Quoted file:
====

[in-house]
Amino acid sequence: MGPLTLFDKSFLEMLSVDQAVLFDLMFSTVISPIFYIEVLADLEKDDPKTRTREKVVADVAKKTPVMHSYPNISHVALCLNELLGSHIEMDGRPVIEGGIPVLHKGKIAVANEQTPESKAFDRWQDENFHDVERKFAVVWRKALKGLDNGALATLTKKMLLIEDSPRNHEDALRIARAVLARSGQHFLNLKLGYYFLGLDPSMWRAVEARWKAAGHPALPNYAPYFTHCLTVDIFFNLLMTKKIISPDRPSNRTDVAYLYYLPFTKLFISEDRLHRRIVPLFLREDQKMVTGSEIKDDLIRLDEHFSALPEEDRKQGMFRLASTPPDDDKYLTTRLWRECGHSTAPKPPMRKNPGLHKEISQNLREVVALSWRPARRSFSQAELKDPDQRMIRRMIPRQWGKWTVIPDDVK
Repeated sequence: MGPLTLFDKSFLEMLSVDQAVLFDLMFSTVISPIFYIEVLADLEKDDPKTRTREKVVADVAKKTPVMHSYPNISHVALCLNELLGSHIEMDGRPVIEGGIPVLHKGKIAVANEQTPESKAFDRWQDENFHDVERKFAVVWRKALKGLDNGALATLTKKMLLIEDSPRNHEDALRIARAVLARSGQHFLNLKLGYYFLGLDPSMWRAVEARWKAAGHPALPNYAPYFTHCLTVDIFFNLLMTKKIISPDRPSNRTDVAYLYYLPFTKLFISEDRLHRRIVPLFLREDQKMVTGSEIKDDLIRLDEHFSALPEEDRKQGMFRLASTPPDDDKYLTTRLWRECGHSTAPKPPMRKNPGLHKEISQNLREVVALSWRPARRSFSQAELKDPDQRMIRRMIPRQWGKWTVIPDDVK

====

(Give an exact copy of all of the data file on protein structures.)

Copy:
[in-house]
Amino acid sequence: MGPLTLFDKSFLEMLSVDQAVLFDLMFSTVISPIFYIEVLADLEKDDPKTRTREKVVADVAKKTPVMHSYPNISHVALCLNELLGSHIEMDGRPVIEGGIPVLHKGKIAVANEQTPESKAFDRWQDENFHDVERKFAVVWRKALKGLDNGALATLTKKMLLIEDSPRNHEDALRIARAVLARSGQHFLNLKLGYYFLGLDPSMWRAVEARWKAAGHPALPNYAPYFTHCLTVDIFFNLLMTKKIISPDRPSNRTDVAYLYYLPFTKLFISEDRLHRRIVPLFLREDQKMVTGSEIKDDLIRLDEHFSALPEEDRKQGMFRLASTPPDDDKYLTTRLWRECGHSTAPKPPMRKNPGLHKEISQNLREVVALSWRPARRSFSQAELKDPDQRMIRRMIPRQWGKWTVIPDDVK
Repeated sequence: MGPLTLFDKSFLEMLSVDQAVLFDLMFSTVISPIFYIEVLADLEKDDPKTRTREKVVADVAKKTPVMHSYPNISHVALCLNELLGSHIEMDGRPVIEGGIPVLHKGKIAVANEQTPESKAFDRWQDENFHDVERKFAVVWRKALKGLDNGALATLTKKMLLIEDSPRNHEDALRIARAVLARSGQHFLNLKLGYYFLGLDPSMWRAVEARWKAAGHPALPNYAPYFTHCLTVDIFFNLLMTKKIISPDRPSNRTDVAYLYYLPFTKLFISEDRLHRRIVPLFLREDQKMVTGSEIKDDLIRLDEHFSALPEEDRKQGMFRLASTPPDDDKYLTTRLWRECGHSTAPKPPMRKNPGLHKEISQNLREVVALSWRPARRSFSQAELKDPDQRMIRRMIPRQWGKWTVIPDDVK